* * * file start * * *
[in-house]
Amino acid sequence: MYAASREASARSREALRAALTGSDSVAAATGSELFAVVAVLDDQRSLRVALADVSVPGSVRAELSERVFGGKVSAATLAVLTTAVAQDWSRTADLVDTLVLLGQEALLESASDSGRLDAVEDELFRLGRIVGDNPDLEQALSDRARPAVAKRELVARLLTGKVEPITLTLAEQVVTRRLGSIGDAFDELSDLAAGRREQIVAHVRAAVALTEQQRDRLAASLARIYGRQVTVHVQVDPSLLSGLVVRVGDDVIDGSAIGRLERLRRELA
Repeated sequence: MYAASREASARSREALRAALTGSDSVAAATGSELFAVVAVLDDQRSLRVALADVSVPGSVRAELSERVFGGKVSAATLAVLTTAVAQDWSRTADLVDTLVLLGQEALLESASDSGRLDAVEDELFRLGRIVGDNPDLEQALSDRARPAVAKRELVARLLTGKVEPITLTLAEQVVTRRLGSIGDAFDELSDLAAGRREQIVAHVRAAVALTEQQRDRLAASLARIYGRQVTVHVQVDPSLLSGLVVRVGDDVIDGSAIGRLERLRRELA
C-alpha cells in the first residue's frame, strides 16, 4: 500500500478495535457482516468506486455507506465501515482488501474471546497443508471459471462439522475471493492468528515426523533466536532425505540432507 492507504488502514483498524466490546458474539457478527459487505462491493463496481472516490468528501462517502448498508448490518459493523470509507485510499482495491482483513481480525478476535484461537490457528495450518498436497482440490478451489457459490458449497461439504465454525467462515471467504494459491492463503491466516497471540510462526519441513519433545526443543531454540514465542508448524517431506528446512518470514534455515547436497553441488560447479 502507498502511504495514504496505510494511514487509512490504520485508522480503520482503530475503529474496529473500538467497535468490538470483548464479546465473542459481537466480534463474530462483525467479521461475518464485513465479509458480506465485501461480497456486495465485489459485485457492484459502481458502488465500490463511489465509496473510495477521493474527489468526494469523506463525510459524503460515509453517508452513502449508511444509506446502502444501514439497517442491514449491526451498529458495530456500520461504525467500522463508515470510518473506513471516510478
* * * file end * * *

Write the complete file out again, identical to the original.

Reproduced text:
[in-house]
Amino acid sequence: MYAASREASARSREALRAALTGSDSVAAATGSELFAVVAVLDDQRSLRVALADVSVPGSVRAELSERVFGGKVSAATLAVLTTAVAQDWSRTADLVDTLVLLGQEALLESASDSGRLDAVEDELFRLGRIVGDNPDLEQALSDRARPAVAKRELVARLLTGKVEPITLTLAEQVVTRRLGSIGDAFDELSDLAAGRREQIVAHVRAAVALTEQQRDRLAASLARIYGRQVTVHVQVDPSLLSGLVVRVGDDVIDGSAIGRLERLRRELA
Repeated sequence: MYAASREASARSREALRAALTGSDSVAAATGSELFAVVAVLDDQRSLRVALADVSVPGSVRAELSERVFGGKVSAATLAVLTTAVAQDWSRTADLVDTLVLLGQEALLESASDSGRLDAVEDELFRLGRIVGDNPDLEQALSDRARPAVAKRELVARLLTGKVEPITLTLAEQVVTRRLGSIGDAFDELSDLAAGRREQIVAHVRAAVALTEQQRDRLAASLARIYGRQVTVHVQVDPSLLSGLVVRVGDDVIDGSAIGRLERLRRELA
C-alpha cells in the first residue's frame, strides 16, 4: 500500500478495535457482516468506486455507506465501515482488501474471546497443508471459471462439522475471493492468528515426523533466536532425505540432507 492507504488502514483498524466490546458474539457478527459487505462491493463496481472516490468528501462517502448498508448490518459493523470509507485510499482495491482483513481480525478476535484461537490457528495450518498436497482440490478451489457459490458449497461439504465454525467462515471467504494459491492463503491466516497471540510462526519441513519433545526443543531454540514465542508448524517431506528446512518470514534455515547436497553441488560447479 502507498502511504495514504496505510494511514487509512490504520485508522480503520482503530475503529474496529473500538467497535468490538470483548464479546465473542459481537466480534463474530462483525467479521461475518464485513465479509458480506465485501461480497456486495465485489459485485457492484459502481458502488465500490463511489465509496473510495477521493474527489468526494469523506463525510459524503460515509453517508452513502449508511444509506446502502444501514439497517442491514449491526451498529458495530456500520461504525467500522463508515470510518473506513471516510478